“We are planning to fire the rocket when the northern lights are stabilising over the course for the rocket. But the dynamics of the northern lights are so spontaneous that we can’t guarantee one hundred per cent that the rocket will target the northern lights accurately.”
In order to secure an optimal time for launching the rocket, the airspace over the North Atlantic between Iceland, Greenland, Norway and Svalbard will be closed for four hours every day for one and a half weeks.
The rocket is filled with advanced instruments. In its basement at the Institute of Physics, the University of Oslo has developed a new instrument for measuring the fine structures of electronic clouds. The European space organisation ESA is interested in using this instrument in satellites for forecasting space weather.
“The importance of better forecasts of space weather will increase with the escalating offshore activities in the Barents Sea. Offshore is dependent on stable radio and satellite connections and precise navigation,” Professor Moen explains.
Jøran Moen | alfa
Breakthrough with a chain of gold atoms
17.02.2017 | Universität Konstanz
New functional principle to generate the „third harmonic“
16.02.2017 | Laser Zentrum Hannover e.V.
Cells need to repair damaged DNA in our genes to prevent the development of cancer and other diseases. Our cells therefore activate and send “repair-proteins”...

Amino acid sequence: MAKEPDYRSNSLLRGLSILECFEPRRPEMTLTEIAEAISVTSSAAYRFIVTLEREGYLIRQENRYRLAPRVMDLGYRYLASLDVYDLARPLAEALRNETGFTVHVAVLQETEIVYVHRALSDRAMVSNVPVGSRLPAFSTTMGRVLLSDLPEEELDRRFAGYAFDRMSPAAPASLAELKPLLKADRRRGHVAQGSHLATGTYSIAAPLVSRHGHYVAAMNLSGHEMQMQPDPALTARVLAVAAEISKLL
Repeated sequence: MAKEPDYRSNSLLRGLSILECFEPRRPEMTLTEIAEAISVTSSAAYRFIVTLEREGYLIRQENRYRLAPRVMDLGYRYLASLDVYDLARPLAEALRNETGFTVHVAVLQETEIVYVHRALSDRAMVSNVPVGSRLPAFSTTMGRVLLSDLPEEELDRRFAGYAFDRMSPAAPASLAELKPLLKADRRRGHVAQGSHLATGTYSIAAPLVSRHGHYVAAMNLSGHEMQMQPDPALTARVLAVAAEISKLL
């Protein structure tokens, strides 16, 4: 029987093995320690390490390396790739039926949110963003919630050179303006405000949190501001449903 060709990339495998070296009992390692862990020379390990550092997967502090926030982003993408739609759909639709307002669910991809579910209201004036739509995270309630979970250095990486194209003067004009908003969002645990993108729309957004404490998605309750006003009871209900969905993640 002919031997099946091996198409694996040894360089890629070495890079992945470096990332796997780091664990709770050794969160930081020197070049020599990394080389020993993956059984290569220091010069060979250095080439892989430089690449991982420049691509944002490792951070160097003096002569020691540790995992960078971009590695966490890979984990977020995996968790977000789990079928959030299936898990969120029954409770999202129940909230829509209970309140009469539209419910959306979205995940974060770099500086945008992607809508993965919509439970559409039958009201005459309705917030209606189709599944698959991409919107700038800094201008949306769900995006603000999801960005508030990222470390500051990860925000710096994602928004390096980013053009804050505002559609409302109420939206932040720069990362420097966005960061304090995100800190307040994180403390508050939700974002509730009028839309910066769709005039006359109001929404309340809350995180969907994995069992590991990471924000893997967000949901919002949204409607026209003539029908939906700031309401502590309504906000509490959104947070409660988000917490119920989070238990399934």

The Fraunhofer IWS Dresden and Technische Universität Dresden inaugurated their jointly operated Center for Additive Manufacturing Dresden (AMCD) with a festive ceremony on February 7, 2017. Scientists from various disciplines perform research on materials, additive manufacturing processes and innovative technologies, which build up components in a layer by layer process. This technology opens up new horizons for component design and combinations of functions. For example during fabrication, electrical conductors and sensors are already able to be additively manufactured into components. They provide information about stress conditions of a product during operation.
The 3D-printing technology, or additive manufacturing as it is often called, has long made the step out of scientific research laboratories into industrial...
Nature does amazing things with limited design materials. Grass, for example, can support its own weight, resist strong wind loads, and recover after being...
Nanometer-scale magnetic perforated grids could create new possibilities for computing. Together with international colleagues, scientists from the Helmholtz Zentrum Dresden-Rossendorf (HZDR) have shown how a cobalt grid can be reliably programmed at room temperature. In addition they discovered that for every hole ("antidot") three magnetic states can be configured. The results have been published in the journal "Scientific Reports".
Physicist Dr. Rantej Bali from the HZDR, together with scientists from Singapore and Australia, designed a special grid structure in a thin layer of cobalt in...
13.02.2017 | Event News
10.02.2017 | Event News
09.02.2017 | Event News
20.02.2017 | Materials Sciences
20.02.2017 | Health and Medicine
20.02.2017 | Health and Medicine